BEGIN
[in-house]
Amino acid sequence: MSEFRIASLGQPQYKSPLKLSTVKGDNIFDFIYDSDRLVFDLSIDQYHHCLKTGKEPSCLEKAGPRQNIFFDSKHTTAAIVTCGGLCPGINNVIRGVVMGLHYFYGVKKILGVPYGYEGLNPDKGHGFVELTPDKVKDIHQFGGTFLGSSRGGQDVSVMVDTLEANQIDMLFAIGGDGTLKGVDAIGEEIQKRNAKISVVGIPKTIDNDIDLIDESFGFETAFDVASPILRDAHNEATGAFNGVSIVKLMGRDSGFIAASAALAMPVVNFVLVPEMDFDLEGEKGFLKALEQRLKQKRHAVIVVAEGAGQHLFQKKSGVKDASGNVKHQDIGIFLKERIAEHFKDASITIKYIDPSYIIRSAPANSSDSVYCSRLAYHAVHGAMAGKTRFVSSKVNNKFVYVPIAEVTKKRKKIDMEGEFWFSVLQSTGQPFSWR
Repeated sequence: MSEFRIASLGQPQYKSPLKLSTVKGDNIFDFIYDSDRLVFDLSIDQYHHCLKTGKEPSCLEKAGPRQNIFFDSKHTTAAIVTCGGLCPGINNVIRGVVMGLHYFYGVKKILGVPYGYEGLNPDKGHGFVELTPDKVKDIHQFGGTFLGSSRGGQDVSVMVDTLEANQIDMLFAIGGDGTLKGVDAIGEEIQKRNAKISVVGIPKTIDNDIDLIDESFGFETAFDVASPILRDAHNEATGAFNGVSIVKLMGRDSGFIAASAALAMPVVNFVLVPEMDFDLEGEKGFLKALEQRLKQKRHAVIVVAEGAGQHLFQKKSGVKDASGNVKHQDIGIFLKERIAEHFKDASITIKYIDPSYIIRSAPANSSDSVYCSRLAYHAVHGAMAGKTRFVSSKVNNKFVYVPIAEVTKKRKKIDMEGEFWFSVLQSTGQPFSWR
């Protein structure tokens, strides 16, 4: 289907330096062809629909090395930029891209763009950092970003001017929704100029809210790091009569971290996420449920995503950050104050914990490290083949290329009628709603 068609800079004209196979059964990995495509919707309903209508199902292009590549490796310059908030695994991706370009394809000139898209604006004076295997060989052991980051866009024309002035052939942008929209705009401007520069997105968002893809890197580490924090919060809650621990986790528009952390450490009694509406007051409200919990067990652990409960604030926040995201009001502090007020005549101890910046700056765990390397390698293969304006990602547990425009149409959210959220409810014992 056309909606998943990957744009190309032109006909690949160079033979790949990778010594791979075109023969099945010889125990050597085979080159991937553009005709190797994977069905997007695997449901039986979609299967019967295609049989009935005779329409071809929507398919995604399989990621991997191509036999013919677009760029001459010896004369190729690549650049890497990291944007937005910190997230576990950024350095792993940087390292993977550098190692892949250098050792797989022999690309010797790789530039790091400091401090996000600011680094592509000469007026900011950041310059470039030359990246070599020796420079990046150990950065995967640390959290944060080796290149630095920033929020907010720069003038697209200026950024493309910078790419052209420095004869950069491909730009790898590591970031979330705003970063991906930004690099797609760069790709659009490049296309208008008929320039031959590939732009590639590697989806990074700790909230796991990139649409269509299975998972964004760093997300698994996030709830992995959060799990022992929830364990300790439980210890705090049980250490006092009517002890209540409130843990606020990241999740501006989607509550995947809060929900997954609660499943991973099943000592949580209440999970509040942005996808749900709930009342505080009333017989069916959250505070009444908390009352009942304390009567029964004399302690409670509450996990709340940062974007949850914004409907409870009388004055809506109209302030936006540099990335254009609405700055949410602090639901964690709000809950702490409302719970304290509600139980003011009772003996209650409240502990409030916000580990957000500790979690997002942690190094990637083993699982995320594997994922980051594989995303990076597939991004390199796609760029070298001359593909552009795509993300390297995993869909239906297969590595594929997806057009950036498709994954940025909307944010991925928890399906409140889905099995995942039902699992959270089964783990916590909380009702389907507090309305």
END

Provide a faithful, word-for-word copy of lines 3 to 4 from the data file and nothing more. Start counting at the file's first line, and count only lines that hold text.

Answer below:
Repeated sequence: MSEFRIASLGQPQYKSPLKLSTVKGDNIFDFIYDSDRLVFDLSIDQYHHCLKTGKEPSCLEKAGPRQNIFFDSKHTTAAIVTCGGLCPGINNVIRGVVMGLHYFYGVKKILGVPYGYEGLNPDKGHGFVELTPDKVKDIHQFGGTFLGSSRGGQDVSVMVDTLEANQIDMLFAIGGDGTLKGVDAIGEEIQKRNAKISVVGIPKTIDNDIDLIDESFGFETAFDVASPILRDAHNEATGAFNGVSIVKLMGRDSGFIAASAALAMPVVNFVLVPEMDFDLEGEKGFLKALEQRLKQKRHAVIVVAEGAGQHLFQKKSGVKDASGNVKHQDIGIFLKERIAEHFKDASITIKYIDPSYIIRSAPANSSDSVYCSRLAYHAVHGAMAGKTRFVSSKVNNKFVYVPIAEVTKKRKKIDMEGEFWFSVLQSTGQPFSWR
């Protein structure tokens, strides 16, 4: 289907330096062809629909090395930029891209763009950092970003001017929704100029809210790091009569971290996420449920995503950050104050914990490290083949290329009628709603 068609800079004209196979059964990995495509919707309903209508199902292009590549490796310059908030695994991706370009394809000139898209604006004076295997060989052991980051866009024309002035052939942008929209705009401007520069997105968002893809890197580490924090919060809650621990986790528009952390450490009694509406007051409200919990067990652990409960604030926040995201009001502090007020005549101890910046700056765990390397390698293969304006990602547990425009149409959210959220409810014992 056309909606998943990957744009190309032109006909690949160079033979790949990778010594791979075109023969099945010889125990050597085979080159991937553009005709190797994977069905997007695997449901039986979609299967019967295609049989009935005779329409071809929507398919995604399989990621991997191509036999013919677009760029001459010896004369190729690549650049890497990291944007937005910190997230576990950024350095792993940087390292993977550098190692892949250098050792797989022999690309010797790789530039790091400091401090996000600011680094592509000469007026900011950041310059470039030359990246070599020796420079990046150990950065995967640390959290944060080796290149630095920033929020907010720069003038697209200026950024493309910078790419052209420095004869950069491909730009790898590591970031979330705003970063991906930004690099797609760069790709659009490049296309208008008929320039031959590939732009590639590697989806990074700790909230796991990139649409269509299975998972964004760093997300698994996030709830992995959060799990022992929830364990300790439980210890705090049980250490006092009517002890209540409130843990606020990241999740501006989607509550995947809060929900997954609660499943991973099943000592949580209440999970509040942005996808749900709930009342505080009333017989069916959250505070009444908390009352009942304390009567029964004399302690409670509450996990709340940062974007949850914004409907409870009388004055809506109209302030936006540099990335254009609405700055949410602090639901964690709000809950702490409302719970304290509600139980003011009772003996209650409240502990409030916000580990957000500790979690997002942690190094990637083993699982995320594997994922980051594989995303990076597939991004390199796609760029070298001359593909552009795509993300390297995993869909239906297969590595594929997806057009950036498709994954940025909307944010991925928890399906409140889905099995995942039902699992959270089964783990916590909380009702389907507090309305």